Police ready to 'take to the streets' in pay cut protests.
TENS OF thousands of police officers could take to the streets in protest over a morale-sapping pay review that would leave at least two in five officers out of pocket, their union warned last night.
Rank-and-file officers will do "everything possible" to vent anger over the measures which would leave forces in a position "worse than the 1970s", the Police Federation said.
But former rail regulator Tom Winsor said the most wide-ranging analysis of police pay in 30 years showed more than pounds 1bn of savings should be made, with most of this being redistributed from officers with comfortable back-office jobs to those on the frontline.
The recommendations, which came as the Association of Chief Police Officers (Acpo) said 28,000 police jobs could be lost over the next four years, would leave at least 40% of officers worse off, with the biggest losers having their take-home pay slashed by up to pounds 4,000 a year.
But Mr Winsor found that officers were "comparatively well paid", earning 10% to 15% higher than some other emergency workers, and up to 60% higher than the average local earnings in regions such as Wales and the North East.
The system is in need of reform to recognise the "hardest jobs done in the most demanding circumstances", he said.
Only 57% of officers regularly work unsocial hours, and it is those who should be rewarded, he added.
Home Secretary Theresa May warned reductions were "unavoidable" amid efforts to minimise frontline job losses, but the Police Federation accused her of undervaluing rank-and-file officers.
Government cuts of 20% to police budgets, the potential loss of tens of thousands of officers, and plans to replace police authorities with locally-elected police and crime commissioners from next year have all faced fierce opposition.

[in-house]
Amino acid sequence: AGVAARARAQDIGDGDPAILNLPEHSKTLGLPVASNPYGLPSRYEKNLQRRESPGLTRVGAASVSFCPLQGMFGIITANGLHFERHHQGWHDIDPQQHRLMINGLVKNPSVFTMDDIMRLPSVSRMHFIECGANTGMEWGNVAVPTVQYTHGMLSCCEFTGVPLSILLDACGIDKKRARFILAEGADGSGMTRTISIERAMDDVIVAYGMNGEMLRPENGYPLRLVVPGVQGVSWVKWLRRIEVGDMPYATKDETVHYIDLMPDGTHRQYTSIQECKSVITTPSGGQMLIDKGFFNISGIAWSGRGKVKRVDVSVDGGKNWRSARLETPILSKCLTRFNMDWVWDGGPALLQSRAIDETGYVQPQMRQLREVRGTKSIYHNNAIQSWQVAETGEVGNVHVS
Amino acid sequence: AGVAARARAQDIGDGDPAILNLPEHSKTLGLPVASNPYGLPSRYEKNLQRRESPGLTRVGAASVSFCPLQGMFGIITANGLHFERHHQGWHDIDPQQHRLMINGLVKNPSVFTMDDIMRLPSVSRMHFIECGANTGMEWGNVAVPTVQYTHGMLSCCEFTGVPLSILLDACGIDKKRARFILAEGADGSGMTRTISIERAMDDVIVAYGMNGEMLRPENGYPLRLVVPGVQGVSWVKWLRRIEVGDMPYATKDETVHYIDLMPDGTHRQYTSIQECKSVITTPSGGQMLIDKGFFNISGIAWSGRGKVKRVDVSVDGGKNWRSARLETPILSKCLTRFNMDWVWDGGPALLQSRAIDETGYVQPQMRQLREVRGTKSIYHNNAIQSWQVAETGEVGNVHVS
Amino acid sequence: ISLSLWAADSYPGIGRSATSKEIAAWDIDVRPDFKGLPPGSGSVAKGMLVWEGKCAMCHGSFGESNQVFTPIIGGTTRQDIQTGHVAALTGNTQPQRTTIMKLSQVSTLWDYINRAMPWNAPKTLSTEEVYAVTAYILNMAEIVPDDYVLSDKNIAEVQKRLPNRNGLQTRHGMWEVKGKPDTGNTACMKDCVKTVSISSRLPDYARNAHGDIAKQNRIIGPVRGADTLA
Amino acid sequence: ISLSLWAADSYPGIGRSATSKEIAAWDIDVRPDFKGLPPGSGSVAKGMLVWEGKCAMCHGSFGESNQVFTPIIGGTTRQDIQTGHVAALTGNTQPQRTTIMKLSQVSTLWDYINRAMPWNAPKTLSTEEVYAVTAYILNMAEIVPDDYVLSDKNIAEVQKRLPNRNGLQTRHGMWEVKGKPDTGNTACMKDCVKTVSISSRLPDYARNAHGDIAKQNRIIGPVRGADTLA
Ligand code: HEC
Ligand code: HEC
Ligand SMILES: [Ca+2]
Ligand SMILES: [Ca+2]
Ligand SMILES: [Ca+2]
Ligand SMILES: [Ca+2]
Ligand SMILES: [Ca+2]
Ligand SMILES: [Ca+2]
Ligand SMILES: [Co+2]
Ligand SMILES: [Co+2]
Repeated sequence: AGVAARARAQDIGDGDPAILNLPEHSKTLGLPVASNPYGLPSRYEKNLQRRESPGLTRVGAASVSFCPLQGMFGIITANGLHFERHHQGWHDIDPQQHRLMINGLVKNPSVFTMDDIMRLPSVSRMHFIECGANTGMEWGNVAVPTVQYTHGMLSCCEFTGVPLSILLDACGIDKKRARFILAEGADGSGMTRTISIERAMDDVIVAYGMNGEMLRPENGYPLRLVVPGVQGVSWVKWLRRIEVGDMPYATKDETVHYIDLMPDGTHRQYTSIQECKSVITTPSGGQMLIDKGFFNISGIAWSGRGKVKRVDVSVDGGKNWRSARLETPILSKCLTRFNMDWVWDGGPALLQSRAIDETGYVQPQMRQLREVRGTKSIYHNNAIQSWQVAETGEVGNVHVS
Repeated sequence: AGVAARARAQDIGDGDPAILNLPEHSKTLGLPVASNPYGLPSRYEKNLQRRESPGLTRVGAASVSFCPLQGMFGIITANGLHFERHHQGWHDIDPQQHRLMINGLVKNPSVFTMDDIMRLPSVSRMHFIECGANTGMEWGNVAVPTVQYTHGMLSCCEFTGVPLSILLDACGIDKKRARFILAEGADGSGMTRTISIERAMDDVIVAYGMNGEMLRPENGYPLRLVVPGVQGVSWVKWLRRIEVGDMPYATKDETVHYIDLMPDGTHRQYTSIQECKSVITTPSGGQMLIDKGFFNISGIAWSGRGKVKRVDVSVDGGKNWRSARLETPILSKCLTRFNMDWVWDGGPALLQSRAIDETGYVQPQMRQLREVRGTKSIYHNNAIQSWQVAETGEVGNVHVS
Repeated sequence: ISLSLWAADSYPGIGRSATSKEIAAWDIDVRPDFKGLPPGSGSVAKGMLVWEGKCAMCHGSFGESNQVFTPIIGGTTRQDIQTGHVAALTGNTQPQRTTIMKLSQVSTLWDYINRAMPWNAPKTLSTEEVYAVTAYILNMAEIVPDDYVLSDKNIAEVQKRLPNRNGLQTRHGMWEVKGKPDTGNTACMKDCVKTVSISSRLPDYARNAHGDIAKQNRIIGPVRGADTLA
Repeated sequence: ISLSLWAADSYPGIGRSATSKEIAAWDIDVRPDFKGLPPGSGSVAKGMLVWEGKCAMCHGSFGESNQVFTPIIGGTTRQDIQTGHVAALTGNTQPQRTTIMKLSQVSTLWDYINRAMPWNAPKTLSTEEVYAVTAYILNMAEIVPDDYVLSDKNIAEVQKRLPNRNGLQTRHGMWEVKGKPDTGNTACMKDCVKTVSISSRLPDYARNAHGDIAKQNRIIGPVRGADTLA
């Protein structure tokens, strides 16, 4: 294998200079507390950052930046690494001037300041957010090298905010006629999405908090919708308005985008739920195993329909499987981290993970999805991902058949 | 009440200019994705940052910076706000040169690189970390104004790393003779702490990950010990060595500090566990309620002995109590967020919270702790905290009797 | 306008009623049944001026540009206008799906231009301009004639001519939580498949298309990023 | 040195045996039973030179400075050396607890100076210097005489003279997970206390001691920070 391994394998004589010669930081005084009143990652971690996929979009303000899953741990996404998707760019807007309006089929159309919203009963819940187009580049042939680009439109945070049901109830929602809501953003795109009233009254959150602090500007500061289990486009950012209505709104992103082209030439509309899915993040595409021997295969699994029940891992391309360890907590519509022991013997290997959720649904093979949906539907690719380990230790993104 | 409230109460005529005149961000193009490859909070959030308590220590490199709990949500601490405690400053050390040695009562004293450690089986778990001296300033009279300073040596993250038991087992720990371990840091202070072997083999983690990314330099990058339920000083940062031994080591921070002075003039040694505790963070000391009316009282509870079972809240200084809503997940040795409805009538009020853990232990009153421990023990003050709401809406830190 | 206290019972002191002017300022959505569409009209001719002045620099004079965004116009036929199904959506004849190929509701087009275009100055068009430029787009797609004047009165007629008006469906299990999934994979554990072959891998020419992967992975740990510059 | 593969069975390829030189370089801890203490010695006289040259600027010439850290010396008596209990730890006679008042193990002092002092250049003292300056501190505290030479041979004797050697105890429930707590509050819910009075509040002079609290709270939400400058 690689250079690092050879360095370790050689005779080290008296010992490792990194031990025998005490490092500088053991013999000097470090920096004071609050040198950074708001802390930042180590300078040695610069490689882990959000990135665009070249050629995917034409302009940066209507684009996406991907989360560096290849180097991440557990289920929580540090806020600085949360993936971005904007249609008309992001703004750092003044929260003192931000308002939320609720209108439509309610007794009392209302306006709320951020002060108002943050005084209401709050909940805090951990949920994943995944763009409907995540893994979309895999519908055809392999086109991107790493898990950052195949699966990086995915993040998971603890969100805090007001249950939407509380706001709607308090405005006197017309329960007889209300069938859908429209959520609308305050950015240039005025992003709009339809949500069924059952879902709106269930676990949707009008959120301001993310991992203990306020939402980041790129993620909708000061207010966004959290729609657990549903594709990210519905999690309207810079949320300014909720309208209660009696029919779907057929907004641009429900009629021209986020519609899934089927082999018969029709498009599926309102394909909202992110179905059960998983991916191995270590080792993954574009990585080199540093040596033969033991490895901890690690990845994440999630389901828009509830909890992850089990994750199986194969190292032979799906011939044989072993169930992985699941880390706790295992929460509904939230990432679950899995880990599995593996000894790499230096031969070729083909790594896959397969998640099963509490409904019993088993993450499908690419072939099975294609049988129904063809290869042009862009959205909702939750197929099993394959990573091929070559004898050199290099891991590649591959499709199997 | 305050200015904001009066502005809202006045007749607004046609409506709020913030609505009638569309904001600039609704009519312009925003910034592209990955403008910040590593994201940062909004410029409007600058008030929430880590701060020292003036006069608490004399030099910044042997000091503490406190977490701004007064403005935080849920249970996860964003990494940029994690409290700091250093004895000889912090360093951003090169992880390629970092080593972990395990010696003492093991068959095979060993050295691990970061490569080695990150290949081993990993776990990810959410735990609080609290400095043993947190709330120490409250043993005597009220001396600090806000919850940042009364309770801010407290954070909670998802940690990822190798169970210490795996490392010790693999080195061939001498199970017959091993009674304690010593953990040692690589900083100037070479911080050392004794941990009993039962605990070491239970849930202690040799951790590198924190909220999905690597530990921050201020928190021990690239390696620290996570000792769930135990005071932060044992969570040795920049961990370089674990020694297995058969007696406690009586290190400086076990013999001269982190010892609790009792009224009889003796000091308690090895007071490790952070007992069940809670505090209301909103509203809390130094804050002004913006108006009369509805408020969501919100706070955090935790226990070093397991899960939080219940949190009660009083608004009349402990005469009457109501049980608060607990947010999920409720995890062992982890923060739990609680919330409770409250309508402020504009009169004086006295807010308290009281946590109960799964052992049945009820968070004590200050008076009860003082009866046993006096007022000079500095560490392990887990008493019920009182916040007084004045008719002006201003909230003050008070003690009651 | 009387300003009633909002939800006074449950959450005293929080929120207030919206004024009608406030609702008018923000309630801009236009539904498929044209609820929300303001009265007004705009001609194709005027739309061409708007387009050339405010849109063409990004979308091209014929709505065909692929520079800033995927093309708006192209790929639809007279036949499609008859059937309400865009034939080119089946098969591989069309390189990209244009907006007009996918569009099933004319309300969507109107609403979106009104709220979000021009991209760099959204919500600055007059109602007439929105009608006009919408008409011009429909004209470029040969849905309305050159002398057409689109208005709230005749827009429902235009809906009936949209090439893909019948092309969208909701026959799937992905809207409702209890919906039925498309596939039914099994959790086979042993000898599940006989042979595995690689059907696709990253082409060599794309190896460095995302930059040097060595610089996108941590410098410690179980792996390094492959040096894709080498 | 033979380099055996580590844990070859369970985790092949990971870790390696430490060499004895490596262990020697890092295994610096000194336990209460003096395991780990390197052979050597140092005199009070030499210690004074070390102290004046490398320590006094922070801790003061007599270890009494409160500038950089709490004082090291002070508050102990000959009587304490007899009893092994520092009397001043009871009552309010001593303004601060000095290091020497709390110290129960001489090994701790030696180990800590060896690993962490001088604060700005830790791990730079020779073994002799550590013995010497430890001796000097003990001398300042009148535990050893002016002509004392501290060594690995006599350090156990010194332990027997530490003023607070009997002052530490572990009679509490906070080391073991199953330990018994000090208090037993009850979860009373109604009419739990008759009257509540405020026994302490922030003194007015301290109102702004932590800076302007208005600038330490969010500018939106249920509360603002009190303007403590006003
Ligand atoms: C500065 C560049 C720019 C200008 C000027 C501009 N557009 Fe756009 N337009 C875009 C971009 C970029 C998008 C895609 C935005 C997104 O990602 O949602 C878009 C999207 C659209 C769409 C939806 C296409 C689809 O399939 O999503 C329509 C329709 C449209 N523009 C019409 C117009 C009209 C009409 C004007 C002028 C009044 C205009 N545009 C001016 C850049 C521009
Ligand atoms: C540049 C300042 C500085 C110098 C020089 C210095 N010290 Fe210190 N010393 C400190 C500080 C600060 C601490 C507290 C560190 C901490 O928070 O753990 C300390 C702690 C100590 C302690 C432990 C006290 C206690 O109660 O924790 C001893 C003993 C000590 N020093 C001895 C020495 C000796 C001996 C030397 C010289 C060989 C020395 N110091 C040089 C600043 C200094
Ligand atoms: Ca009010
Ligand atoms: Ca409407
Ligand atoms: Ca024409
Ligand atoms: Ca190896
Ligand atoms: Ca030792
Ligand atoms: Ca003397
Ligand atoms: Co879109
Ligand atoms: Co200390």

Officers are also expecting to be hit in the pocket by tomorrow's review of public sector pensions by former Labour minister Lord Hutton.
Under the proposals in the Winsor review, some officers could earn an extra pounds 1,500 to pounds 2,000, while the biggest losers would see their pay fall by between pounds 3,000 and pounds 4,000.
Taxpayers should save pounds 485m over three years, while all chief officer and superintendent bonuses should be suspended and pounds 1,212 competence-related threshold payments should be scrapped, along with "discredited" special priority payments of up to pounds 5,000.
But he said there was no need to introduce compulsory redundancies for police officers who have served less than 30 years. A new expertise and professional accreditation allowance of pounds 1,200 should also be introduced for most detectives, firearms, public order and neighbourhood policing teams.
Mr Winsor said: "People should be paid for what they do and how well they do it."
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|Publication:||Daily Post (Liverpool, England)|
|Date:||Mar 9, 2011|
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